III. Cicuto is Not Entitled to an Evidentiary Hearing
An evidentiary hearing is not required on a motion to suppress unless there is a factual dispute. See United States v. Pena, 961 F.2d 333, 339 (2d Cir. 1992). The burden of showing the existence of a factual dispute is on the defendant. See United States v. Rush, 352 F. Supp. 2d 383, 386 (E.D.N.Y. 2005) (citing Pena, 961 F.2d at 338). To create a factual dispute, the "defendant must submit sworn factual allegations from an affiant with personal knowledge." Fruchter, 104 F. Supp. 2d at 308 (quoting United States v. Urena-Pere, No. 91 Cr. 946, 1992 WL 17977, at *1 (S.D.N.Y. Jan. 24, 1992)). This Court has explained:
Experience shows that unless such serious charges are initiated upon the sworn statement of persons having personal knowledge of the facts, a great deal of time of the parties and the Court is frequently wasted upon unnecessary, expensive and protracted suppression hearings, all for the reason that the attorney demanding suppression merely upon his own say-so often discovers only at the hearing that he has been misled by unsworn representations of his clients, which they would be unwilling to swear in an affidavit, particularly if they were questioned closely by their counsel and warned of the consequences of perjury.
United States v. Garcia, 272 F. Supp. 286, 290 (S.D.N.Y. 1967).
Cicuto does not dispute any of the relevant facts set forth in the Government's memorandum in opposition. (Mem. in Supp. at 1-7; Cicuto's Reply to Mem. in Opp. ("Reply Mem.") at 1-5; Carvlin Aff. ¶¶ 1-12.) He does not challenge the Government's assertions that Mannu was staying with him in Room 233; that Mannu's belongings were in Room 233; that Mannu answered the phone in Room 233 the night before and the morning of the search; or that the notes and hotel bill were sitting out in Room 233 when the DEA agents conducted a protective sweep. (Id.) Instead, Cicuto argues that the Government has failed to prove these facts, and that the Government's arguments based on the consent and plain view exceptions to the warrant requirement "must be rejected and suppression ordered because the government has failed to make a prima facie showing via affidavit or otherwise that the precondition for invocation of these exceptions to the warrant requirement are met in this case." (Reply Mem. at 3.) Cicuto goes so far as to argue that "by failing to submit affidavits without one who has personal knowledge of the events, the government has not created a factual dispute sufficient to defeat Cicuto's motion for suppression." (Reply Mem. at 5.)
Cicuto has things completely backwards. It is his burden to show the existence of a factual dispute. See Rush, 352 F. Supp. 2d 386. And it is his burden to submit an affidavit based on personal knowledge evidencing such a dispute. See Fruchter, 104 F. Supp. 2d at 308. Not only has Cicuto failed to challenge the Government's recitation of the facts in his moving papers, but his attorney's affidavit is wholly insufficient to raise disputed issues of fact. First, the affidavit simply recites undisputed facts. (Carvlin Aff. ¶¶ 6-12.)*fn3 Second, "[c]courts have made clear that attorney affidavits are insufficient to warrant a [suppression] hearing." United States v. Shaw, 260 F. Supp. 2d 567, 570 (E.D.N.Y. 2003) (collecting cases). Indeed, when "[d]efendants' attorney submitted his own conclusory affidavit [in support of a motion to suppress] alleging that there were various illegal searches," Garcia, 272 F. Supp. at 290, this Court reproached counsel for "evidenc[ing] a lack of appreciation for his responsibilities as an officer of th[e] Court." Id. Since Cicuto has failed to challenge the Government's description of the facts through an affidavit based on personal knowledge -- or, for that matter, through his motion papers -- his request for an evidentiary hearing is denied.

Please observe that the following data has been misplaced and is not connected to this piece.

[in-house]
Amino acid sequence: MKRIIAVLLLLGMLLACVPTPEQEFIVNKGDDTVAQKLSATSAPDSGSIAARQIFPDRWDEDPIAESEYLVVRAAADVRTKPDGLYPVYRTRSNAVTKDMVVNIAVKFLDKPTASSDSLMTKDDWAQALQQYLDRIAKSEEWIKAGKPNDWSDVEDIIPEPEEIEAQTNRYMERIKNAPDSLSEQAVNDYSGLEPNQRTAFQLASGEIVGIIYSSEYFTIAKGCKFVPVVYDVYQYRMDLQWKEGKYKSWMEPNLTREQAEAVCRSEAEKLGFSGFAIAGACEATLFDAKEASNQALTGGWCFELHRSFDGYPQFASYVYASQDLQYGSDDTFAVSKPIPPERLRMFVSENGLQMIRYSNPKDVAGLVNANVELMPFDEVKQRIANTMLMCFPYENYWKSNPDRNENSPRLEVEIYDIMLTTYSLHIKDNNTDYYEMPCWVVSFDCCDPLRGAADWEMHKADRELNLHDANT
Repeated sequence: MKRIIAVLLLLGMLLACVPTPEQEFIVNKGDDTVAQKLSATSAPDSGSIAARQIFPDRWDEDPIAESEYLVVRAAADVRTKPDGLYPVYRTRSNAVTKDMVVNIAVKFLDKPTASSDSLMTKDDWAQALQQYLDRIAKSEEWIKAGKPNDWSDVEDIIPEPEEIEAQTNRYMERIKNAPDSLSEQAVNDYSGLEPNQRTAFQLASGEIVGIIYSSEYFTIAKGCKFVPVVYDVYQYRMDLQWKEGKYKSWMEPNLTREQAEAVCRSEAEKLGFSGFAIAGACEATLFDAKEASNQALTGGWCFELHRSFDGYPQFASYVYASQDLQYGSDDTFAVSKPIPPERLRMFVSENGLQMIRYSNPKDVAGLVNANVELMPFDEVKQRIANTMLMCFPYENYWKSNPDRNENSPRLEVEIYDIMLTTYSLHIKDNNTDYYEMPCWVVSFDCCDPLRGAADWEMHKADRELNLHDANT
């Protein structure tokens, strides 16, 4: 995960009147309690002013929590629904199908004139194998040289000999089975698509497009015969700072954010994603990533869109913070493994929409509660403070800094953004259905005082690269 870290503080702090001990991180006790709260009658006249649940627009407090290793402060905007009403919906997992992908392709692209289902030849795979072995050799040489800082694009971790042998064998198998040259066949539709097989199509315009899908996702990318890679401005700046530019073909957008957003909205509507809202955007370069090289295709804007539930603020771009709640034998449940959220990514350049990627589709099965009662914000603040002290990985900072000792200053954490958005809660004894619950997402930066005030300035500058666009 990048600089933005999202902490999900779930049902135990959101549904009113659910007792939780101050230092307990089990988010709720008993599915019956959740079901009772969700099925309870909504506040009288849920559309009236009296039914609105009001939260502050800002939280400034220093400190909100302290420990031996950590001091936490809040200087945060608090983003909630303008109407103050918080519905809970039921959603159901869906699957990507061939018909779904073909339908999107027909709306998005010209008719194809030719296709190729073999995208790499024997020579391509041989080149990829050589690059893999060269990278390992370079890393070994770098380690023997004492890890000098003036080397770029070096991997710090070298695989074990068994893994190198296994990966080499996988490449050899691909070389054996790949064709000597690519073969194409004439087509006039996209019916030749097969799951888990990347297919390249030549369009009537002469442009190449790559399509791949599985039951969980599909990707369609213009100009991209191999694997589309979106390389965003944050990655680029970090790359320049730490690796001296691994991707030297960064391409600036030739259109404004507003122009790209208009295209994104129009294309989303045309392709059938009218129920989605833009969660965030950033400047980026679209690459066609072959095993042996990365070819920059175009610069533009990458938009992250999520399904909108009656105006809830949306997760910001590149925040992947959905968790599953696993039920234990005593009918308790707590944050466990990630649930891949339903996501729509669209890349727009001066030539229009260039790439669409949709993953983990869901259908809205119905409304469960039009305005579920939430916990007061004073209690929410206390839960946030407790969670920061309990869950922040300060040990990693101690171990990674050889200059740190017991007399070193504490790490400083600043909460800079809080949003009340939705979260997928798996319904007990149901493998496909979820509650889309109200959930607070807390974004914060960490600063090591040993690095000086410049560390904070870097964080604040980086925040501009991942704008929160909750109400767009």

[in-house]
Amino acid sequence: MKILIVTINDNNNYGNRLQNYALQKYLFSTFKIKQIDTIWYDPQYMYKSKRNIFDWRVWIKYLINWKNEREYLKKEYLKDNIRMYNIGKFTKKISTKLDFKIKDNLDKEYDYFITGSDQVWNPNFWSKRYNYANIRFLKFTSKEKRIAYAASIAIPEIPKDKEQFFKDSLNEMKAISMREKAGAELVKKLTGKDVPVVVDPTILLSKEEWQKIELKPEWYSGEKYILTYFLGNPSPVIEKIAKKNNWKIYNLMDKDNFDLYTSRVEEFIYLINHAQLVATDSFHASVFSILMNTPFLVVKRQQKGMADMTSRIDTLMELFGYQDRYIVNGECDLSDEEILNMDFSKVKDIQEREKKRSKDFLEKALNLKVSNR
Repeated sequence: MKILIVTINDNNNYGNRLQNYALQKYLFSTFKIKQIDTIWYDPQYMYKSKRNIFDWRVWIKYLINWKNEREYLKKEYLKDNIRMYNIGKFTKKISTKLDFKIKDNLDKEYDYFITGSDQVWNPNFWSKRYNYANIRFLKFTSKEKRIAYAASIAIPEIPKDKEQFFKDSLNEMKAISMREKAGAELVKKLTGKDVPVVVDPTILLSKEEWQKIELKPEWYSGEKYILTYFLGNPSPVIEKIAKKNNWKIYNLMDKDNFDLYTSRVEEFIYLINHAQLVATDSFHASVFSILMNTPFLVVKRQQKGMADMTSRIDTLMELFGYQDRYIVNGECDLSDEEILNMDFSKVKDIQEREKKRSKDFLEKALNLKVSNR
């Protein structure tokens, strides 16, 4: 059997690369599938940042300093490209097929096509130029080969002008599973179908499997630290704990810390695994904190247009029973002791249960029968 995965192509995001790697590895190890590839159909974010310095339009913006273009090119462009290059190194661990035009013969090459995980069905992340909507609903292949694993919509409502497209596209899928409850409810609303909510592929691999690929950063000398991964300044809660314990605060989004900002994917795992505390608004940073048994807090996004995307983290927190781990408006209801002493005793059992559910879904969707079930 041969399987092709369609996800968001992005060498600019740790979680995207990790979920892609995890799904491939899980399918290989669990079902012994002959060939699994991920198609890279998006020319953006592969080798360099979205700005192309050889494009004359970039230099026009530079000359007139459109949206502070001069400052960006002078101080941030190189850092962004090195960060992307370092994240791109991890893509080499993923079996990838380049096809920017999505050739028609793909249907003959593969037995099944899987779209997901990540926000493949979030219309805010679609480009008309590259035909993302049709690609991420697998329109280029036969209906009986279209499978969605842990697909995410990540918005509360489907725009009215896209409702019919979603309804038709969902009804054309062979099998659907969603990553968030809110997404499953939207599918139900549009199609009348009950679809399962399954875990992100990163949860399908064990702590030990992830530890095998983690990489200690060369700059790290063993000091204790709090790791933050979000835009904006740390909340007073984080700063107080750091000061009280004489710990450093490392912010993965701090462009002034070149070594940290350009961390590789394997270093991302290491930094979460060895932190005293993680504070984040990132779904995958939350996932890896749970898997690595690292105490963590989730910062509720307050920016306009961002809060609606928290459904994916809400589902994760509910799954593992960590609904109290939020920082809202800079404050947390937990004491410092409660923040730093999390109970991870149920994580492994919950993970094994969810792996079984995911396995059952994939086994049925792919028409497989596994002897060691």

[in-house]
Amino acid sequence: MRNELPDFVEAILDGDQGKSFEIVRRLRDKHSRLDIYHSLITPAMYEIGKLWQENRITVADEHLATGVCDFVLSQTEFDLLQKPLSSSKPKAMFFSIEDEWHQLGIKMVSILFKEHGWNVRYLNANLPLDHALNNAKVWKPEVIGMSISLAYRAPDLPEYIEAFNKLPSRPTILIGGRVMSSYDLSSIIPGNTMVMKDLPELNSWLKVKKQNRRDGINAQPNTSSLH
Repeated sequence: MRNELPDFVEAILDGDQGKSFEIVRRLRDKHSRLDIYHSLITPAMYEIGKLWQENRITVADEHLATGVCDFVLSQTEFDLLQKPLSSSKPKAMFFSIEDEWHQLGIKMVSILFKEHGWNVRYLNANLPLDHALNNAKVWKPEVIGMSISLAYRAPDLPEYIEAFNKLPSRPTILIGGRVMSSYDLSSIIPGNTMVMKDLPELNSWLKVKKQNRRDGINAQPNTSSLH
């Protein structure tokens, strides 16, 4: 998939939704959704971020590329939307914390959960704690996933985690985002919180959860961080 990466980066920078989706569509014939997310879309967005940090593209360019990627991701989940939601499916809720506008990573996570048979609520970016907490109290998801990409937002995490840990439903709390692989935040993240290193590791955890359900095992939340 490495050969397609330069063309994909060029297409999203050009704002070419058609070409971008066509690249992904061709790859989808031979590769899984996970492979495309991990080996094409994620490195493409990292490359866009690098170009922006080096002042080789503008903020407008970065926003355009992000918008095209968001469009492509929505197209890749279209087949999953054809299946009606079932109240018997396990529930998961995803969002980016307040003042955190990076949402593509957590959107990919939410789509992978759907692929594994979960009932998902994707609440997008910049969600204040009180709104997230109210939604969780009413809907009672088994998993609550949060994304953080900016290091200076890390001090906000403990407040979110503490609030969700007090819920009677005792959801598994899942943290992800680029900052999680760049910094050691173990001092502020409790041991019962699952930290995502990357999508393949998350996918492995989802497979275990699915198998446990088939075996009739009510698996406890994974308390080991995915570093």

IV. Mannu Had Actual or Apparent Authority to Consent
"Warrantless searches 'are per se unreasonable under the Fourth Amendment -- subject only to a few specifically established and well delineated exceptions.'" United States v. Howard, 489 F.3d 484, 492 (2d Cir. 2007) (quoting Coolidge v. New Hampshire, 403 U.S. 443, 454-55 (1971)). One "well delineated" exception applies "when the search is conducted pursuant to the consent of an authorized person." United States v. Snype, 441 F.3d 119, 130 (2d Cir. 2006). It has been long settled "that a third party may validly consent to the search of an area in which another has a reasonable expectation of privacy where the third party shares common authority over the area." United States v. Davis, 967 F.2d 84, 86-87 (2d Cir. 1992) (citing United States v. Matlock, 415 U.S. 164, 171 (1974)).
A third party's "'common authority' is not synonymous with a technical property interest." Georgia v. Randolph, 547 U.S. 103, 110 (2006). As explained by the Supreme Court in Matlock, [t]he authority which justifies the third-party consent does not rest upon the law of property, with its attendant historical and legal refinements, but rests rather on mutual use of the property by persons generally having joint access or control for most purposes, so that it is reasonable to recognize that any of the co-inhabitants has the right to permit the inspection in his own right and that the others have assumed the risk that one of their number might permit the common area to be searched. 415 U.S. at 171 n.7 (internal citations omitted). The Second Circuit has "refined the Matlock rule," Moore v. Andreno, 505 F.3d 203, 208 (2d Cir. 2007), and held "that a third-party consent to a search will validate the search if two prongs are present: first, the third party had access to the area searched, and second, either: (a) common authority over the area; or (b) a substantial interest in the area; or (c) permission to gain access." Davis, 967 F.2d at 87.